Luca Ghiotto heaped further pressure on Nicholas Latifi in the Formula 2 Drivers’ Championship, moving to within 10 points of the Canadian in second place thanks to his third victory of the campaign in the Sprint Race. The race was interrupted by a nasty crash between Nikita Mazepin and Nobuharu Matsushita. It has since been confirmed that both drivers are fine. The collision brought out a red flag and the race was subsequently shortened to 15 laps due to time constraints. When racing resumed, the Italian was out in front, but it required a defensive masterclass as De Vries was hounding him and had the advantage of DRS. He managed to drag his car to the finish line ahead of the newly-crowned Champion, who appeared happy to settle for a second podium of Round 11.
Meanwhile, in Formula 3, Jüri Vips dominated the final race of 2019, leading from lights-to-flag for his third victory of the campaign, and his first win since Silverstone. It will be Marcus Armstrong who grabs the headlines though, as the Kiwi rose from seventh to second in the morning’s Race 2 to secure P2 in the Drivers’ Championship. With PREMA Racing teammate Jehan Daruvala finishing out of the points, Armstrong needed first outright, or second with the fastest lap, to leapfrog the Indian in the standings. With Vips nearly 4s ahead, he opted for the latter and switched to Qualifying mode, roaring around the Sochi Autodom for the extra points to pip Daruvala to second by a single point.
FROM THE DRIVERS
"This win feels like it has been a long time coming and it was just an incredible job from the whole team: never giving up, pushing forward, always trying to be innovative. It's incredibly inspiring to be part of that and amazing to have this result today considering how quick the Ferraris were in that opening stint. It was a really hard task to keep up with them, especially on the offset tyre, but we kept pushing and the car felt really good today. We thought that their soft tyres would drop off during that opening stint, but they had such good pace that I was struggling to keep up with them - and that's probably a little warning for us, because it looked like they got their calculations right in that regard. I managed to stay within shooting distance, though, and started closing down the gap as their tyres started to drop. Charles pitted, then I started catching Seb, and we were in a good position to offset and go long - even had the Safety Car not come out, it would have been a really good race. Then everything fell our way, and after that it was a question of building the gap, saving the tyres but also getting to the finish as smoothly as possible. Looking ahead, of course the races are counting down but we are just trying to take things one race at a time, put one foot in front of the other and not stumble. When you have a battle like this, you're working flat out, turning over every stone and questioning every little thing you can do better. We love that challenge and I'm really excited for the next races."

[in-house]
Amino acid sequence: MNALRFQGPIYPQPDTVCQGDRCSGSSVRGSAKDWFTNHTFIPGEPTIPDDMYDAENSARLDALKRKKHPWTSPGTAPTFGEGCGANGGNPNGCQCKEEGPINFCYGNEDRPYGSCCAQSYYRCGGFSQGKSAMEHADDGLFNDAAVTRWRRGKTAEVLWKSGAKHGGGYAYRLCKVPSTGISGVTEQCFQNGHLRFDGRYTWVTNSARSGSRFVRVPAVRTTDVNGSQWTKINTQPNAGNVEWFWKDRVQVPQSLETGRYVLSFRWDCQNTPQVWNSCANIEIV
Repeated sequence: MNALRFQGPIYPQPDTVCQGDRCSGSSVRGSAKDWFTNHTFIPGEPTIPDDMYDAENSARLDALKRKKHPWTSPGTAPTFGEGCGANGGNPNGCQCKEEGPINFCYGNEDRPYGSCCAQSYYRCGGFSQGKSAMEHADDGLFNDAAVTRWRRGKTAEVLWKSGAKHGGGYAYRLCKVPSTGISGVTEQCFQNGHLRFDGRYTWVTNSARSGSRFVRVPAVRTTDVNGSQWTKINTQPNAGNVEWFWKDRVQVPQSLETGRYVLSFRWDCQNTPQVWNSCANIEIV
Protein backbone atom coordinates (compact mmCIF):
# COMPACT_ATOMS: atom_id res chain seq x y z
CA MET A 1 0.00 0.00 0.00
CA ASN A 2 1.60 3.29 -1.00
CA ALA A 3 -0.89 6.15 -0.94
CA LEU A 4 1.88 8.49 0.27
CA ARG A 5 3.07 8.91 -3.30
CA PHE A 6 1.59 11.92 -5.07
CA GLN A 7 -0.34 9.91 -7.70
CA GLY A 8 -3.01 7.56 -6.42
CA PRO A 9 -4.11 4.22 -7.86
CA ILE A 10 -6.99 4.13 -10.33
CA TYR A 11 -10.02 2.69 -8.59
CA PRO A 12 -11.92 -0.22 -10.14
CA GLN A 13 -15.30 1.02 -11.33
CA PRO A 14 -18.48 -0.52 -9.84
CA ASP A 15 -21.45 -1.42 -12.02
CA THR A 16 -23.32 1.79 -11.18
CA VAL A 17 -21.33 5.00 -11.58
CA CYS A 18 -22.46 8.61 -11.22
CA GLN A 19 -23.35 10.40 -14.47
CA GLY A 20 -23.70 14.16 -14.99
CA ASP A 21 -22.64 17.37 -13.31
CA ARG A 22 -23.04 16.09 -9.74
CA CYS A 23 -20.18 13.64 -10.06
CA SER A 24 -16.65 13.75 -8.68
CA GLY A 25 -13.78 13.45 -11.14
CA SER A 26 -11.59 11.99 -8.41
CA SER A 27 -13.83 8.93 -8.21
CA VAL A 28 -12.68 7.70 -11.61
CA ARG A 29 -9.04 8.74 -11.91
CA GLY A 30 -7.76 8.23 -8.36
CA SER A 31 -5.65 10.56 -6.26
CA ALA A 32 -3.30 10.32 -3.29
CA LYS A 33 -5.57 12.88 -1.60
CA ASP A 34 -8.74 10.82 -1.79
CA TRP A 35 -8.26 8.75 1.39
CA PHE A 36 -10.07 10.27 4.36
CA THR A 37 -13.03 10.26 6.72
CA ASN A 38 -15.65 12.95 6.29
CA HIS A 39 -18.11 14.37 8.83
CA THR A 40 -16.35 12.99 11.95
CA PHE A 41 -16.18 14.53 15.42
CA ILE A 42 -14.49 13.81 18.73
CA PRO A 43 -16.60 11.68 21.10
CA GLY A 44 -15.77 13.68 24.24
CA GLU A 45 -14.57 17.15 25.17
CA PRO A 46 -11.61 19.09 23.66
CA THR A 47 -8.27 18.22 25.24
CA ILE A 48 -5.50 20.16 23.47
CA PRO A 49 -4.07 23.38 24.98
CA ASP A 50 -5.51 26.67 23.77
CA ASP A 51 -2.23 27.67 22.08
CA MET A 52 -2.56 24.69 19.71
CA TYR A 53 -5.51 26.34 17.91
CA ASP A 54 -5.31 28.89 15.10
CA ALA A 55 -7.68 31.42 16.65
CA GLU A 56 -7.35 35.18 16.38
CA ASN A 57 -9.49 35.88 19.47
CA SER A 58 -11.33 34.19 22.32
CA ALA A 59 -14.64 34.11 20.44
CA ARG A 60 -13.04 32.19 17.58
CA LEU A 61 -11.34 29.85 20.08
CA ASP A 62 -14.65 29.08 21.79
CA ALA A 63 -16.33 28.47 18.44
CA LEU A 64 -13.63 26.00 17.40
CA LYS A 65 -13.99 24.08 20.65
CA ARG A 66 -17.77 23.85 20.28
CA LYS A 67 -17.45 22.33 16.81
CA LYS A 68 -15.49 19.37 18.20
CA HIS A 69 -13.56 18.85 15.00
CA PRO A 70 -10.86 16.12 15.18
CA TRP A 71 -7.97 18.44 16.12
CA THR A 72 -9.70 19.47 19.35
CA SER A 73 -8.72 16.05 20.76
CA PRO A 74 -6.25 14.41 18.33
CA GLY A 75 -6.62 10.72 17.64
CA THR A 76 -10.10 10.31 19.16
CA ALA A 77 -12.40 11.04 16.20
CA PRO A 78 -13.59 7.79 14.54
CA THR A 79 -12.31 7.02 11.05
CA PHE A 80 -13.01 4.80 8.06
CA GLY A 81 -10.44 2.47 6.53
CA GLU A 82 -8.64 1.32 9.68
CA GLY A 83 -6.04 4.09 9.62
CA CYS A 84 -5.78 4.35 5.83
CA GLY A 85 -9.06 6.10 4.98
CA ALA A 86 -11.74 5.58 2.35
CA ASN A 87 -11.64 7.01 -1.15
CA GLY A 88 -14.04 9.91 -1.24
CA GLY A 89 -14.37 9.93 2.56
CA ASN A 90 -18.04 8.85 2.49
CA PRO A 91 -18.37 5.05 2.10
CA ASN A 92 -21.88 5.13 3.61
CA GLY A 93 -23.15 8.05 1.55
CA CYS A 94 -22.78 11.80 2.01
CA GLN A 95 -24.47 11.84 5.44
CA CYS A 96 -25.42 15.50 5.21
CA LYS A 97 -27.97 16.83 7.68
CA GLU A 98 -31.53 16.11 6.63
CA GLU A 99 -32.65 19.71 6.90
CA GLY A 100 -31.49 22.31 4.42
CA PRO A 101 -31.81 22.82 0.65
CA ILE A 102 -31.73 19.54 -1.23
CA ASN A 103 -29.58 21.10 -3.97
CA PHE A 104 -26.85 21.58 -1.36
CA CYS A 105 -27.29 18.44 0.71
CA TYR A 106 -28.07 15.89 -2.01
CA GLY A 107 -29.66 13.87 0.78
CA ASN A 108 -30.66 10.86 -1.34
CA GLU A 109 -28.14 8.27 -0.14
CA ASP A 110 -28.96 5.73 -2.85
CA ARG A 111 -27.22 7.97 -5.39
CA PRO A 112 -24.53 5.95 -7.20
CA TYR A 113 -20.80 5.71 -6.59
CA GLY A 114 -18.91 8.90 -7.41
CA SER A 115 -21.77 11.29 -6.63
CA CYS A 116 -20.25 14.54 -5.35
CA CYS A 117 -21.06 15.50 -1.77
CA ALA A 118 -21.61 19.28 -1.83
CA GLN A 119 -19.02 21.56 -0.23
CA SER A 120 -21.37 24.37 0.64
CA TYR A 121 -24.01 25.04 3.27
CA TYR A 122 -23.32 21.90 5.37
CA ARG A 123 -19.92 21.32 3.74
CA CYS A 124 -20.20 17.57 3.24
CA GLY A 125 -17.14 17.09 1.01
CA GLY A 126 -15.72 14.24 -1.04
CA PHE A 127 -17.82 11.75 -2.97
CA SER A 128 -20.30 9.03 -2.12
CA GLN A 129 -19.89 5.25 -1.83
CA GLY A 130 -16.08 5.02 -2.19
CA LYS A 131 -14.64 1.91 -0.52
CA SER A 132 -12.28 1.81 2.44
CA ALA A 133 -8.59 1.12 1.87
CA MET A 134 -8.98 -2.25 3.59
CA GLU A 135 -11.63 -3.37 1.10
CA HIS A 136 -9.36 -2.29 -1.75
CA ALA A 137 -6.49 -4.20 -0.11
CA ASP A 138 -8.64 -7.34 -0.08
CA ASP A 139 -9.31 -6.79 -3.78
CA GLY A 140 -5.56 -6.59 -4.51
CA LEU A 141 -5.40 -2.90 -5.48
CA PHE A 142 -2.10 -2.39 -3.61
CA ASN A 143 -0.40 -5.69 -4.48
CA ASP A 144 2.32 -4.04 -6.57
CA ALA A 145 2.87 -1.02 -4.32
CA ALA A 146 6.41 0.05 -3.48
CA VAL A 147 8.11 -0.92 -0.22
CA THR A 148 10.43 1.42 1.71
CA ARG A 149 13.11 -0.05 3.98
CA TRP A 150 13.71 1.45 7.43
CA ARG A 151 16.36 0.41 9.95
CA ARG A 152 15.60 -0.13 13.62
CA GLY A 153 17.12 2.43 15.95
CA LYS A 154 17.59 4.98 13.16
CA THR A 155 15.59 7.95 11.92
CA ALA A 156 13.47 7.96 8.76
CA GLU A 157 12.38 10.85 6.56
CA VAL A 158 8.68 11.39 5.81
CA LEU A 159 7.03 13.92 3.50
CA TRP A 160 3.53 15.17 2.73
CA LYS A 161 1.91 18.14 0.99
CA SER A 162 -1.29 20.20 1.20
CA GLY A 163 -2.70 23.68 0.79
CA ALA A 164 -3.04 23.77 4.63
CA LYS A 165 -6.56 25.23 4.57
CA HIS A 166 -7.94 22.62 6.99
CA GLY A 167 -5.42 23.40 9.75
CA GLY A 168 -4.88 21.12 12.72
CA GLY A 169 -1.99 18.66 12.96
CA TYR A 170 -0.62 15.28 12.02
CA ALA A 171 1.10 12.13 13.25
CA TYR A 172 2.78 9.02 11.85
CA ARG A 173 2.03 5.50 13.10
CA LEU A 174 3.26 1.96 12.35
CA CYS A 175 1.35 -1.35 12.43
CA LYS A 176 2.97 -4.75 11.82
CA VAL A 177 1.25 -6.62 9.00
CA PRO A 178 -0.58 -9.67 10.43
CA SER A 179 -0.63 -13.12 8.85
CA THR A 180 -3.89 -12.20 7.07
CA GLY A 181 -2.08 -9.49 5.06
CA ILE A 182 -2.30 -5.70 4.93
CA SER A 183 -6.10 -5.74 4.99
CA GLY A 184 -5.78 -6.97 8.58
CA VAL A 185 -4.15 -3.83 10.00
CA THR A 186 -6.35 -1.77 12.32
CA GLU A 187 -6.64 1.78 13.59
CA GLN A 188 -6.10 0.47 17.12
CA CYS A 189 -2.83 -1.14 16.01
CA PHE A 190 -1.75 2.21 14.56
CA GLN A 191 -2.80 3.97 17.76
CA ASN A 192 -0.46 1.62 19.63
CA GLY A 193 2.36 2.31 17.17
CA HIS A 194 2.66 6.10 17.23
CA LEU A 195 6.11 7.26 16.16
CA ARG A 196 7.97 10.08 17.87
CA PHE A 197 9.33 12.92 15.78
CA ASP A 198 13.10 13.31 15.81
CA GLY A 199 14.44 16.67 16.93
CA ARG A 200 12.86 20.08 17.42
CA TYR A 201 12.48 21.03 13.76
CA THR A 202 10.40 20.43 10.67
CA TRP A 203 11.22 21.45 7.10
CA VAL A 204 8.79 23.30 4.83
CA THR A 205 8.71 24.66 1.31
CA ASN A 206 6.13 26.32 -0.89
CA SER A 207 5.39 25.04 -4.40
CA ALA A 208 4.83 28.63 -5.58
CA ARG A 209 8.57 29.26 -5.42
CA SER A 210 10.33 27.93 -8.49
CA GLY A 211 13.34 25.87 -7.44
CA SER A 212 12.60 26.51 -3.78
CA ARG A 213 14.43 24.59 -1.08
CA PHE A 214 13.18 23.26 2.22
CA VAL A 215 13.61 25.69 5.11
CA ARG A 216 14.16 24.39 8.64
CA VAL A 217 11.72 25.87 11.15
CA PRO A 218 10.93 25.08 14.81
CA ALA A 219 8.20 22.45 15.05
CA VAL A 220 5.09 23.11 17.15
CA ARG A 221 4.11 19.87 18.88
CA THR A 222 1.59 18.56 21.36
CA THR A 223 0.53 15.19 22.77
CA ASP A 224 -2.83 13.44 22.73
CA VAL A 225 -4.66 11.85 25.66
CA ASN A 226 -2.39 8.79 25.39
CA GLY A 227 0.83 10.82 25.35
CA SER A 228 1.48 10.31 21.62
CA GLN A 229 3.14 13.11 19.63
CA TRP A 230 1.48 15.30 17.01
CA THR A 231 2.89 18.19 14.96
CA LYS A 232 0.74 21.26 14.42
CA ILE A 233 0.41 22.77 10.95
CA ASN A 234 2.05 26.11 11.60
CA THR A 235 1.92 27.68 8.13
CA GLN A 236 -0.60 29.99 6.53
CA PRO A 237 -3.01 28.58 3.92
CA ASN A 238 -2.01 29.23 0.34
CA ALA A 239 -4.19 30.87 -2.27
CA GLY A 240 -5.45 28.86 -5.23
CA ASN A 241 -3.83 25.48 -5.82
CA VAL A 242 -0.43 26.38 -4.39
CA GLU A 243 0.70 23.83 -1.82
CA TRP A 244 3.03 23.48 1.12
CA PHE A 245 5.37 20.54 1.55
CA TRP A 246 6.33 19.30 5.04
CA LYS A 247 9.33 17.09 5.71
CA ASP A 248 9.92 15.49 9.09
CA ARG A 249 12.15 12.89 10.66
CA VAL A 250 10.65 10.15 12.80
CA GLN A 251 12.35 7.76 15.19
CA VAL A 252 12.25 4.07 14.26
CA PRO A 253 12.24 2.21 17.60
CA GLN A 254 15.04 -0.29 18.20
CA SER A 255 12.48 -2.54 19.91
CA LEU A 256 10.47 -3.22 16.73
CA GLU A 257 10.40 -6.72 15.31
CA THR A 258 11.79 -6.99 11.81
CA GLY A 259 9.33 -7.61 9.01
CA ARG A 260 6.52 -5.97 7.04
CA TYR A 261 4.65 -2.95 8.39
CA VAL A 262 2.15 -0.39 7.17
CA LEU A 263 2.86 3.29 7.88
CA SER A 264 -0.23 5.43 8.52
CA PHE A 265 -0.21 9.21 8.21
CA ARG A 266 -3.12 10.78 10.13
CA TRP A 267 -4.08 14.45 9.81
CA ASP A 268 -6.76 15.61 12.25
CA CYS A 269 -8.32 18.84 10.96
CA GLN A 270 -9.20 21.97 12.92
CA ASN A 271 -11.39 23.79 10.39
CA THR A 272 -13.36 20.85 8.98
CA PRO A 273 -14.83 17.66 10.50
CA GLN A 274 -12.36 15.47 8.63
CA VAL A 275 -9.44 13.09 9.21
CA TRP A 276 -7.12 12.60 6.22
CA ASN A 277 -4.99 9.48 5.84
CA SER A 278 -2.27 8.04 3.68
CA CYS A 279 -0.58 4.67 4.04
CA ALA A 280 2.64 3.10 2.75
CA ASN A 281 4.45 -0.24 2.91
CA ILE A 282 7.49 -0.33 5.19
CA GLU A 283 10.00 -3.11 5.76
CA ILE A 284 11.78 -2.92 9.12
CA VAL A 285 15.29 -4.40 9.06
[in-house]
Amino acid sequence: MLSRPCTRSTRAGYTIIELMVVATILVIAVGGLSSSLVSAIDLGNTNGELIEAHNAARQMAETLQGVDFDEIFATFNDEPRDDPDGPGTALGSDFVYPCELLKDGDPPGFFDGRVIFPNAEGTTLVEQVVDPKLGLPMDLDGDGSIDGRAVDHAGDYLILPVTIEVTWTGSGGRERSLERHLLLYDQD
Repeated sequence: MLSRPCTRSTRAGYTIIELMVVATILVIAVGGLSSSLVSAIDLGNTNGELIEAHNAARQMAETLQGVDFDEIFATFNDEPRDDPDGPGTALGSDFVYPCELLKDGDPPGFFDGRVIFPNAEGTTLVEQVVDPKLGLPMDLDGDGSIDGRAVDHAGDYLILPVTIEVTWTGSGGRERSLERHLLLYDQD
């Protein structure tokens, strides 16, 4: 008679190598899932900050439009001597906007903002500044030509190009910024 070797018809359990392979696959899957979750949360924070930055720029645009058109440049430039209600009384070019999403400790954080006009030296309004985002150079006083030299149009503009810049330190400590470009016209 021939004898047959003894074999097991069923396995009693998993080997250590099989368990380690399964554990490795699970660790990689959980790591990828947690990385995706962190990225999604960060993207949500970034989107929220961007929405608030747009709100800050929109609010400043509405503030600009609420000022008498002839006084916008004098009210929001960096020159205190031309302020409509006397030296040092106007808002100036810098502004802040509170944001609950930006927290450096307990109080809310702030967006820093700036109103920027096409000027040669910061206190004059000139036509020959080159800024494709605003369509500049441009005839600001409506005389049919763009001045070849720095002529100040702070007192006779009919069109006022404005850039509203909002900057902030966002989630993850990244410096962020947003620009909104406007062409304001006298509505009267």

"It's been a while since we last had a 1-2 and it feels really good to stand up there on the podium together again. It's really encouraging and motivating for the entire team. We knew a 1-2 would be tricky to achieve, but possible, so we spoke about all the different strategies that would give us a chance this morning. and I think we did a really good job as a team today. It's a really good result if you think about how much we were struggling yesterday. Ferrari had a quick car all weekend long, I think they were quicker as well today, so to walk away with a 1-2 means that we did a great job as a team in all other areas. I lost quite a bit of time when I was stuck behind Sainz in the beginning and I was also struggling to match the times on the Medium tyres, but it was a lot better in the second stint on the Soft tyres. I was under a bit of pressure after the Safety Car restart, but it was all under control. Ferrari has made some good improvements in the past few weeks, so we know that we need to keep pushing for Japan, but I'm looking forward to the challenge."
Sebastian Vettel, DNF
“Today, we are very disheartened. We wanted to finish first and second, but all we got was a third place. It’s not the result we were hoping for. I got a good start and the first stint was pretty quick which allowed me to open up quite a gap. "After the pit stop, I rejoined in second place but shortly afterwards the team asked me to stop the car because there was a problem with a hybrid component on my Power Unit. I hope the engine will be okay for the coming races. It has definitely been not our day today.”
“It was a tricky race. I think that we had a good strategy to give us the best result as a team. At the start of the race, I gave Sebastian a tow so that we could race at the front and get ahead of our competitors together. Then, after the safety car, things became a bit more complicated and we aimed to find the right timing to swap positions, which we did when Seb pitted. Unfortunately, there was an issue on Seb’s car and he had to end the race early. From that point on it just didn’t go our way anymore and it was not possible for me to overtake the two cars in front. "After we had such a strong weekend, ending the race with one car in P3 and the other retired is not the best feeling. But we are confident of our potential and will head into the next races with determination and give our all to bring home the best possible results.”